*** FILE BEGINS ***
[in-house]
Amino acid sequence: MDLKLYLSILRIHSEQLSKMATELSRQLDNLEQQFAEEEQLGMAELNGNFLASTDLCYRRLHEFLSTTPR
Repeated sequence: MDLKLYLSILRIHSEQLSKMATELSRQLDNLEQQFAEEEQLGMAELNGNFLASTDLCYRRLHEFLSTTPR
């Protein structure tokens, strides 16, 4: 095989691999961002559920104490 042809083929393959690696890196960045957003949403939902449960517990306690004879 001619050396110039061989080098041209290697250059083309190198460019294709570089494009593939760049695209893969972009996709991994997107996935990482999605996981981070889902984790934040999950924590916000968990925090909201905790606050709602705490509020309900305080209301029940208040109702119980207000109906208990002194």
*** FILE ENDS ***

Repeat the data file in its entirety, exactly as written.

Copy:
[in-house]
Amino acid sequence: MDLKLYLSILRIHSEQLSKMATELSRQLDNLEQQFAEEEQLGMAELNGNFLASTDLCYRRLHEFLSTTPR
Repeated sequence: MDLKLYLSILRIHSEQLSKMATELSRQLDNLEQQFAEEEQLGMAELNGNFLASTDLCYRRLHEFLSTTPR
């Protein structure tokens, strides 16, 4: 095989691999961002559920104490 042809083929393959690696890196960045957003949403939902449960517990306690004879 001619050396110039061989080098041209290697250059083309190198460019294709570089494009593939760049695209893969972009996709991994997107996935990482999605996981981070889902984790934040999950924590916000968990925090909201905790606050709602705490509020309900305080209301029940208040109702119980207000109906208990002194």